Illegal dumping complaints rise by 43 per cent
By Aideen O'Flaherty
COMPLAINTS in relation to illegal dumping in the county rose by 43 per cent this year, which has led one local councillor to call for the reinstatement of State-controlled waste management as he claims the privatisation of waste management “has created a culture of illegal dumping”.
Figures released by South Dublin County Council this month show that 4,680 complaints were lodged last year in relation to illegal dumping, whereas the figures for complaints in 2017 climbed to 6,703.
These complaints cover issues raised in relation to litter, illegal dumping, unauthorised signage and dog fouling.
In 2016, 436 fixed penalty notices were issued for littering offences, while in 2017 that number reached 544.
However, there was also an increase in the number of cases of littering which were referred for prosecution – 151 cases were referred for prosecution in 2016, while this year 177 instances were referred.
There has been a significant number of community clean-ups in the county, 205 were held in September, in October there were 240 and in November there were 252.
In relation to the increased number of litter complaints in the county, Sinn Fein councillor for Clondalkin, Mark Ward, said: “Privatising waste management has created a culture of illegal dumping.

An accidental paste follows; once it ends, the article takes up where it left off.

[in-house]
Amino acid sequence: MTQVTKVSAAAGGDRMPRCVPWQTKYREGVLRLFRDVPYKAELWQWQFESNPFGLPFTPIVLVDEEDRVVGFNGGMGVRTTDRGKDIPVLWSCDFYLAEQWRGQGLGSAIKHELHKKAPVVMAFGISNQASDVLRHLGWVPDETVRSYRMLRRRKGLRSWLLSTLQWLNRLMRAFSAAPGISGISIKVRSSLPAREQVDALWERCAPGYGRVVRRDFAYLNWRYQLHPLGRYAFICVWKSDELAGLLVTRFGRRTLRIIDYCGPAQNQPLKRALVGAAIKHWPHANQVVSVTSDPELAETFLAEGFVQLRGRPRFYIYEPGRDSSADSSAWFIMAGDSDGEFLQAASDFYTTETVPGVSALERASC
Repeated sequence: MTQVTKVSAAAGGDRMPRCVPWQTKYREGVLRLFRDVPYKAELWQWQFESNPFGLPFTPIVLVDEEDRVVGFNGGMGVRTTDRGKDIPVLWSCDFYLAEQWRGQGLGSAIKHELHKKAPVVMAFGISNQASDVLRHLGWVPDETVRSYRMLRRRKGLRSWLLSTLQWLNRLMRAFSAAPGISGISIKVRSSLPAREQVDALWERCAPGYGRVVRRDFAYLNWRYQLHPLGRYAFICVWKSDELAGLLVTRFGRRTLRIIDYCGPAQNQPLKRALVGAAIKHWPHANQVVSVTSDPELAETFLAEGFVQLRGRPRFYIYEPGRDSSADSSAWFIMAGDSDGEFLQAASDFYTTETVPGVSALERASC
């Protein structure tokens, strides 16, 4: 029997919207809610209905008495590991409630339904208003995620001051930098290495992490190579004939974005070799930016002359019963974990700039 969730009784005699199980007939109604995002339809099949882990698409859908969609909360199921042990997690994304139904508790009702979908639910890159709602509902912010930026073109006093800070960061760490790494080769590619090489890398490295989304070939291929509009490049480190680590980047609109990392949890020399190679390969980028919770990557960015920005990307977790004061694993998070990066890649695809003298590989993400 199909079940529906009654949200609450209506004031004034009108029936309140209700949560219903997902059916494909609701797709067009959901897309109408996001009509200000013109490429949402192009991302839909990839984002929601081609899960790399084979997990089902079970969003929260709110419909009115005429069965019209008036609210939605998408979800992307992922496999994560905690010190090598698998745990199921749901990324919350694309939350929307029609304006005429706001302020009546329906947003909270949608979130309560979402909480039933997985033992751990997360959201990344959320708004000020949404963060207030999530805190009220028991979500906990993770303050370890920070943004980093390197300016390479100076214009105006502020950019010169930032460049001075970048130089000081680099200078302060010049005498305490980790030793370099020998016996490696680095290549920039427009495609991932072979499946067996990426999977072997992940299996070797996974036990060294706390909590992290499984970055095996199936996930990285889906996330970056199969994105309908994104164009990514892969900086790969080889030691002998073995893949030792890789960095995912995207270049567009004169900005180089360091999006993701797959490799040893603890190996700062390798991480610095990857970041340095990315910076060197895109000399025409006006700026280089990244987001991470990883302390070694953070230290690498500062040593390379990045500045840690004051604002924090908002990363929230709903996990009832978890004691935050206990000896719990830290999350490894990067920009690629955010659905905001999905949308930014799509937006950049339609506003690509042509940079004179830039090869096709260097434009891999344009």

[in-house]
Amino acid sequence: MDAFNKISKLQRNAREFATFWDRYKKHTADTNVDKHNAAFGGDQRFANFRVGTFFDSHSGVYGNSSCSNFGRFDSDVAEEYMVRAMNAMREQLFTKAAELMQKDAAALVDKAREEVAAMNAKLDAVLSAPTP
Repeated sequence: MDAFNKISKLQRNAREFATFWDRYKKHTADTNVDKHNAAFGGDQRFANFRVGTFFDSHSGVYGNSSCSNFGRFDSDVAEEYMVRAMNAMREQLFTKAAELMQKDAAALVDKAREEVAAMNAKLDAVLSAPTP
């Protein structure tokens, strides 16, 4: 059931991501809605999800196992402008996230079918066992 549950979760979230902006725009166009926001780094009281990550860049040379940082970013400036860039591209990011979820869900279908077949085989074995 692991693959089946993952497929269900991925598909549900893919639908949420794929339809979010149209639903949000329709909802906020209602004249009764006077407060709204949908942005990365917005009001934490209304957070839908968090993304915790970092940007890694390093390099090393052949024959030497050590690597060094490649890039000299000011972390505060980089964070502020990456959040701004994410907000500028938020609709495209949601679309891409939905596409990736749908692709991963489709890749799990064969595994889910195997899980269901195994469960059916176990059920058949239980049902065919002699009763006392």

“You only have to take a walk around some of the litter blackspots in Clondalkin and you will see the detrimental impact that it is having on our area.
“Earlier this year I had a motion passed to return bin collection to council control.
“This motion was passed but as it’s an executive function nothing happened.”
When speaking about unregulated waste collectors, Cllr Ward said: “Unscrupulous unregulated waste collectors are also operating across the county.
“These collectors will collect waste but will not dispose of it correctly. There are parts of Clondalkin that are regularly used for this activity.
“I would warn residents that are disposing of waste to use only licensed and regulated operators.
“I have had residents onto me embarrassed to welcome loved ones’ home for Christmas due to the amount of illegal dumping in their estates – this is the reality of the effect that this behaviour has on our areas.”
South Dublin County Council has stated that there will be ongoing foot patrols by the litter warden service, with particular emphasis on county towns and villages, and they hope to curb illegal dumping with the use of existing CCTV and audio devices, and the council will purchase additional new equipment and technologies for deployment in 2018.